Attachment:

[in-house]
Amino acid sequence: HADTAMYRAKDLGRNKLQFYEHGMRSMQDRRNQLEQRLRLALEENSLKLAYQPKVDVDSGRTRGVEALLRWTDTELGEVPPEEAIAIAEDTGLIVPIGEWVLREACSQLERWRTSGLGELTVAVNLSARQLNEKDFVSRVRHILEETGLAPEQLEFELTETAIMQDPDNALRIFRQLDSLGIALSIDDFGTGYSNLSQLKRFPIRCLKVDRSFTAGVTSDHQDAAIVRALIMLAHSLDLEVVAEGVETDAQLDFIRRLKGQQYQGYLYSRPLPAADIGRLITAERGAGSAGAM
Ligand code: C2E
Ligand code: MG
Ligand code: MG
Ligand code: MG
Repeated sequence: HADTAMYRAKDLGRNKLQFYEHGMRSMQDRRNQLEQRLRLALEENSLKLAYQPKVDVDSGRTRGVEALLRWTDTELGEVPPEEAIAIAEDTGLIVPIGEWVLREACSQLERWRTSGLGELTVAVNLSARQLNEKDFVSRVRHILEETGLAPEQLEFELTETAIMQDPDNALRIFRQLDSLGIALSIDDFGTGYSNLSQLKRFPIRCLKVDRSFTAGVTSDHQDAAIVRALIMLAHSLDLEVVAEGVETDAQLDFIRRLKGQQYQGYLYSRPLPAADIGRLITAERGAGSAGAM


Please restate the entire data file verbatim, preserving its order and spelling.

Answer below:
[in-house]
Amino acid sequence: HADTAMYRAKDLGRNKLQFYEHGMRSMQDRRNQLEQRLRLALEENSLKLAYQPKVDVDSGRTRGVEALLRWTDTELGEVPPEEAIAIAEDTGLIVPIGEWVLREACSQLERWRTSGLGELTVAVNLSARQLNEKDFVSRVRHILEETGLAPEQLEFELTETAIMQDPDNALRIFRQLDSLGIALSIDDFGTGYSNLSQLKRFPIRCLKVDRSFTAGVTSDHQDAAIVRALIMLAHSLDLEVVAEGVETDAQLDFIRRLKGQQYQGYLYSRPLPAADIGRLITAERGAGSAGAM
Ligand code: C2E
Ligand code: MG
Ligand code: MG
Ligand code: MG
Repeated sequence: HADTAMYRAKDLGRNKLQFYEHGMRSMQDRRNQLEQRLRLALEENSLKLAYQPKVDVDSGRTRGVEALLRWTDTELGEVPPEEAIAIAEDTGLIVPIGEWVLREACSQLERWRTSGLGELTVAVNLSARQLNEKDFVSRVRHILEETGLAPEQLEFELTETAIMQDPDNALRIFRQLDSLGIALSIDDFGTGYSNLSQLKRFPIRCLKVDRSFTAGVTSDHQDAAIVRALIMLAHSLDLEVVAEGVETDAQLDFIRRLKGQQYQGYLYSRPLPAADIGRLITAERGAGSAGAM